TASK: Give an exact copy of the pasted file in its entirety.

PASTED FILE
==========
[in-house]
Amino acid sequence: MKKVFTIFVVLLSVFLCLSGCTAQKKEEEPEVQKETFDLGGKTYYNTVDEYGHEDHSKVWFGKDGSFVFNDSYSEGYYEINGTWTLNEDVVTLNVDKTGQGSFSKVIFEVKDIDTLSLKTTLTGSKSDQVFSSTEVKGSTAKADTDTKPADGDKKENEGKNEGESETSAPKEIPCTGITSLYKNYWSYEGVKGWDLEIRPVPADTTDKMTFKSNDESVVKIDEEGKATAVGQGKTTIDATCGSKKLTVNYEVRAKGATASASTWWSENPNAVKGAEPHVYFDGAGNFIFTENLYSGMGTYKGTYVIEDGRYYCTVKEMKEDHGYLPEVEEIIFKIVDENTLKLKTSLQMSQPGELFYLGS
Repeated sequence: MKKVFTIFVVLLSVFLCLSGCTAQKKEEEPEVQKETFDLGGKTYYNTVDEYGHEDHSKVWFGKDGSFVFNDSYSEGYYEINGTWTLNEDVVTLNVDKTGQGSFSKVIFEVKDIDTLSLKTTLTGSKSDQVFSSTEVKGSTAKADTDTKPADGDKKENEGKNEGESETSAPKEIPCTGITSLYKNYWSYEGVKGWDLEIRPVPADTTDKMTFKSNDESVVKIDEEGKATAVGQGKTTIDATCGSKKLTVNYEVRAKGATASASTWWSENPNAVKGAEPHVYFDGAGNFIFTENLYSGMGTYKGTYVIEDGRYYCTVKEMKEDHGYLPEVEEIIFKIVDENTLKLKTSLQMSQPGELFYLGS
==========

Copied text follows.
[in-house]
Amino acid sequence: MKKVFTIFVVLLSVFLCLSGCTAQKKEEEPEVQKETFDLGGKTYYNTVDEYGHEDHSKVWFGKDGSFVFNDSYSEGYYEINGTWTLNEDVVTLNVDKTGQGSFSKVIFEVKDIDTLSLKTTLTGSKSDQVFSSTEVKGSTAKADTDTKPADGDKKENEGKNEGESETSAPKEIPCTGITSLYKNYWSYEGVKGWDLEIRPVPADTTDKMTFKSNDESVVKIDEEGKATAVGQGKTTIDATCGSKKLTVNYEVRAKGATASASTWWSENPNAVKGAEPHVYFDGAGNFIFTENLYSGMGTYKGTYVIEDGRYYCTVKEMKEDHGYLPEVEEIIFKIVDENTLKLKTSLQMSQPGELFYLGS
Repeated sequence: MKKVFTIFVVLLSVFLCLSGCTAQKKEEEPEVQKETFDLGGKTYYNTVDEYGHEDHSKVWFGKDGSFVFNDSYSEGYYEINGTWTLNEDVVTLNVDKTGQGSFSKVIFEVKDIDTLSLKTTLTGSKSDQVFSSTEVKGSTAKADTDTKPADGDKKENEGKNEGESETSAPKEIPCTGITSLYKNYWSYEGVKGWDLEIRPVPADTTDKMTFKSNDESVVKIDEEGKATAVGQGKTTIDATCGSKKLTVNYEVRAKGATASASTWWSENPNAVKGAEPHVYFDGAGNFIFTENLYSGMGTYKGTYVIEDGRYYCTVKEMKEDHGYLPEVEEIIFKIVDENTLKLKTSLQMSQPGELFYLGS